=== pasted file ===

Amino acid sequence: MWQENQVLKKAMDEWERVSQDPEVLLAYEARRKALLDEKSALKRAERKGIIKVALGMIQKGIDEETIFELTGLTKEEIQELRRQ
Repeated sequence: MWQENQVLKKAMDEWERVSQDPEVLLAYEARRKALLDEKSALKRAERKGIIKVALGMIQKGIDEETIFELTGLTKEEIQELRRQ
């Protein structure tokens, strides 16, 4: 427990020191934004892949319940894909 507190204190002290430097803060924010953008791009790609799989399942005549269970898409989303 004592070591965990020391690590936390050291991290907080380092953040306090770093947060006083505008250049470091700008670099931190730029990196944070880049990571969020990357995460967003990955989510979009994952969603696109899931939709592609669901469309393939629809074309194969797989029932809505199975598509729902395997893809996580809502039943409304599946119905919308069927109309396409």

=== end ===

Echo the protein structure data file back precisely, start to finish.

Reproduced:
Amino acid sequence: MWQENQVLKKAMDEWERVSQDPEVLLAYEARRKALLDEKSALKRAERKGIIKVALGMIQKGIDEETIFELTGLTKEEIQELRRQ
Repeated sequence: MWQENQVLKKAMDEWERVSQDPEVLLAYEARRKALLDEKSALKRAERKGIIKVALGMIQKGIDEETIFELTGLTKEEIQELRRQ
């Protein structure tokens, strides 16, 4: 427990020191934004892949319940894909 507190204190002290430097803060924010953008791009790609799989399942005549269970898409989303 004592070591965990020391690590936390050291991290907080380092953040306090770093947060006083505008250049470091700008670099931190730029990196944070880049990571969020990357995460967003990955989510979009994952969603696109899931939709592609669901469309393939629809074309194969797989029932809505199975598509729902395997893809996580809502039943409304599946119905919308069927109309396409």